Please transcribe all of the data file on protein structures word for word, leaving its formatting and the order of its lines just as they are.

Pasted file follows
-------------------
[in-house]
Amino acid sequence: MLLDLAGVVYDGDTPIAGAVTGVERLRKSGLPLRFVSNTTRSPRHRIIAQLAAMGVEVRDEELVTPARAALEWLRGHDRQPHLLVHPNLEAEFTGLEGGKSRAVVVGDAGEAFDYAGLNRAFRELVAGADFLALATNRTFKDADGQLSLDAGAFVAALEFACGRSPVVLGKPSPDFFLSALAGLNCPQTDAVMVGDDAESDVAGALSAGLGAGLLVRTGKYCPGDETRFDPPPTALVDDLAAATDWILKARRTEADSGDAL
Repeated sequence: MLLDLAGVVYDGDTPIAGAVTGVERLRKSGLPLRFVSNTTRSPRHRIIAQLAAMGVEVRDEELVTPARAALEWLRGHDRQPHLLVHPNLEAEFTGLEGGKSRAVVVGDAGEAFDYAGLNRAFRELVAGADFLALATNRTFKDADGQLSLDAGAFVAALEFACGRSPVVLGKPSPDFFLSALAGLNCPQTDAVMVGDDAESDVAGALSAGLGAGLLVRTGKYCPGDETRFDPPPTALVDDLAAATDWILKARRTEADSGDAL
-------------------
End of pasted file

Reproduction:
[in-house]
Amino acid sequence: MLLDLAGVVYDGDTPIAGAVTGVERLRKSGLPLRFVSNTTRSPRHRIIAQLAAMGVEVRDEELVTPARAALEWLRGHDRQPHLLVHPNLEAEFTGLEGGKSRAVVVGDAGEAFDYAGLNRAFRELVAGADFLALATNRTFKDADGQLSLDAGAFVAALEFACGRSPVVLGKPSPDFFLSALAGLNCPQTDAVMVGDDAESDVAGALSAGLGAGLLVRTGKYCPGDETRFDPPPTALVDDLAAATDWILKARRTEADSGDAL
Repeated sequence: MLLDLAGVVYDGDTPIAGAVTGVERLRKSGLPLRFVSNTTRSPRHRIIAQLAAMGVEVRDEELVTPARAALEWLRGHDRQPHLLVHPNLEAEFTGLEGGKSRAVVVGDAGEAFDYAGLNRAFRELVAGADFLALATNRTFKDADGQLSLDAGAFVAALEFACGRSPVVLGKPSPDFFLSALAGLNCPQTDAVMVGDDAESDVAGALSAGLGAGLLVRTGKYCPGDETRFDPPPTALVDDLAAATDWILKARRTEADSGDAL